The anaesthesia protocol at our centre was described in our previously published study.14 Because general anaesthesia has a more significant inhibitory effect on the circulatory system than conscious sedation,19 20 and MT under general anaesthesia is a standard procedure at our centre, we excluded patients with conscious sedation in order to reduce study heterogeneity. All BP data from the anaesthesiology reports were prospectively collected during MT in all patients. And continuous arterial BP values were automatically recorded by invasive BP monitoring using an arterial catheter every 5 min throughout the procedure. The observation index in this study was different from that in our previous study as well. In our previous work, we assessed hypotension time, a relatively steady parameter, by calculating the cumulated time of BP drop during MT under different thresholds as described.14 In the present study, we assessed dynamic BP parameters during MT, which was endowed by BPV and assessed by the mean of RANGE (maximum−minimum), SD, CV and SV, respectively. The maximum (max), minimum (min) and average (mean) of intraprocedural BP values were also calculated, respectively. BPV was represented by four separate measurements: (1) RANGE (maximum−minimum), (2) SD: , (3) CV: , (4) SV. SV is calculated as the square root of the average squared difference between two successive BP measurements: .
Evaluation of outcomes
Haemorrhagic transformation (HT) was identified on 24-hour CT images according to European Cooperative Acute Stroke Study III trial: haemorrhagic infarction and parenchymal haemorrhage (PH). Haematoma within infarcted tissue, occupying <30%, no substansive mass effect was defined as PH-1 and haematoma occupying >30% or more of the infarcted tissue, with obvious mass effect was defined as PH-2.21 At 90 days, good outcome was defined as mRS score 0–2, and poor outcome was defined as mRS score 3–6.
The patients were dichotomised according to PH and functional outcome. Clinical characteristic and imaging profiles were summarised as mean±SD or median (25th–75th percentile) for quantitative variables depending on the normality of the distribution and as frequency (%) for categorical variables. Fisher’s exact test was used to compare the dichotomous variables between two groups, whereas an independent sample two-tailed t-test or a Mann-Whitney U test was used for the continuous variables, depending on the normality of the distribution. Associations of each BPV parameters with PH and poor functional outcome were determined using binary logistic regression models adjusted by baseline characteristics with a p value of <0.1 in univariate analyses, respectively. The receiver operating characteristics (ROC) analysis derived optimal cut-off was determined at the maximal Youden’s Index. All statistical analyses were performed using SPSS, V.22.0 (IBM, Armonk, New York, USA). A p value <0.05 was considered statistically significance.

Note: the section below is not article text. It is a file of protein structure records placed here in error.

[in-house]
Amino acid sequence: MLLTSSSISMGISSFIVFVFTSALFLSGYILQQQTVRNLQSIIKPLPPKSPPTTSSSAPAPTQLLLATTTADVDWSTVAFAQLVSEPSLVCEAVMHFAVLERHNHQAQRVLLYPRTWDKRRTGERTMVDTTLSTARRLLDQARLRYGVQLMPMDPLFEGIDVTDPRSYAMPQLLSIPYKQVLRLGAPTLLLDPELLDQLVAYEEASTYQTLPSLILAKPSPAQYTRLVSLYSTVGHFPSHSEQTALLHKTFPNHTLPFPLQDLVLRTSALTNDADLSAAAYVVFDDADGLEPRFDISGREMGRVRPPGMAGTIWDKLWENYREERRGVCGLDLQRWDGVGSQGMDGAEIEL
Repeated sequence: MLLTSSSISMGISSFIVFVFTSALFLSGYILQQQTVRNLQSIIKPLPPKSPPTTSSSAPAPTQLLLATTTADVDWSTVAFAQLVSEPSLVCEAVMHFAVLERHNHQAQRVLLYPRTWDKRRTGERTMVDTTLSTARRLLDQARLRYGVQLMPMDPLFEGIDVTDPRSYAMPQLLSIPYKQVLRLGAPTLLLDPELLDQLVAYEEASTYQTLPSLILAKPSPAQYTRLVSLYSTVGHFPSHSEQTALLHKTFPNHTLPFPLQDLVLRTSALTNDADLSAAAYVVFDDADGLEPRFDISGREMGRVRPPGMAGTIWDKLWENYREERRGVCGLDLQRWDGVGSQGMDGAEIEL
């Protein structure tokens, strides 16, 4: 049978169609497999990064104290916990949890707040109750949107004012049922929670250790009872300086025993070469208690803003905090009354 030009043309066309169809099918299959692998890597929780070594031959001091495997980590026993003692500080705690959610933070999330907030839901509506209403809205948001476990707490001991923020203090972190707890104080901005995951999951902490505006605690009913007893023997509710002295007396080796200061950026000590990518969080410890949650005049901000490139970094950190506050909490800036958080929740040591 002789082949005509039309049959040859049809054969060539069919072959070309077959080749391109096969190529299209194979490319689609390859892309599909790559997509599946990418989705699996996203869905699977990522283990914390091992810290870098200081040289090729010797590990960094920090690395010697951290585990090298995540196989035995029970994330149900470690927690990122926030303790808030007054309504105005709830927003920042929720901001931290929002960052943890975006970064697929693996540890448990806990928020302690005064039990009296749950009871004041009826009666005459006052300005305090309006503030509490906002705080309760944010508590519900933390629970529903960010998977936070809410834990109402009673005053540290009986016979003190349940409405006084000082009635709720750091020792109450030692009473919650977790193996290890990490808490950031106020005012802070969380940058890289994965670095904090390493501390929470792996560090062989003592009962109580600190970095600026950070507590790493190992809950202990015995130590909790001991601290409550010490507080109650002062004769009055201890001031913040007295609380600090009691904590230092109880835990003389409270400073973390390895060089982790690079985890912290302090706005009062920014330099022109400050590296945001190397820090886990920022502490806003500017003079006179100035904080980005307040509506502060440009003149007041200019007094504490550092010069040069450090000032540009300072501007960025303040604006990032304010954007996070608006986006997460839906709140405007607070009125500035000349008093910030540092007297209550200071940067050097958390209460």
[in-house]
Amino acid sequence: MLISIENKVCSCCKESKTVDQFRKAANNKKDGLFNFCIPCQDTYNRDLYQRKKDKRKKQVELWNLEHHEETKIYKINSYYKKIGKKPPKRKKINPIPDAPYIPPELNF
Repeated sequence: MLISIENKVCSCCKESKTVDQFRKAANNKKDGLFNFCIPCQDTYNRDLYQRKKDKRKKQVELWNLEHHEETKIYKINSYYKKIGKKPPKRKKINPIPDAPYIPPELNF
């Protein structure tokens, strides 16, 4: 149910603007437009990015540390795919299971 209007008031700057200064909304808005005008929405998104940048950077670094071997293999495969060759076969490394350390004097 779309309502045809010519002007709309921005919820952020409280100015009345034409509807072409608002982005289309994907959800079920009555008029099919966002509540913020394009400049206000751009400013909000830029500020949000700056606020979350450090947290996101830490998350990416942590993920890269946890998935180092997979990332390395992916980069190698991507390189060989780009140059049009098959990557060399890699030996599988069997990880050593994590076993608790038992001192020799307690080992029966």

As shown in figure 1, a total of 141 patients with anterior-circulation occlusion were included in the final analysis. In total, 45 patients were excluded from the analysis for the following reasons: posteriorcirculation stroke (n=15), conscious sedation (n=21), TICI 0–2a after the procedure (n=8) and lost to follow-up (n=1). Of the included patients, the mean age was 68.1±12.3 years, and 47 (33.3%) were women. The median NIHSS score on admission was 19 (IQR, 14–24), mean time from onset to groin puncture was 382.4±183.2 min, mean time from onset to recanalisation was 462.9±198.8 min and mean procedure duration was 123.5±55.0 min. The median times of retrieval attempts during procedure was 2 (IQR, 1–3). Among them, 34 (24.1%) patients had PH at 24 hours; 81 (57.4%) patients had a poor outcome (mRS score 3–6) at 90 days.
Associations of BP parameters and outcomes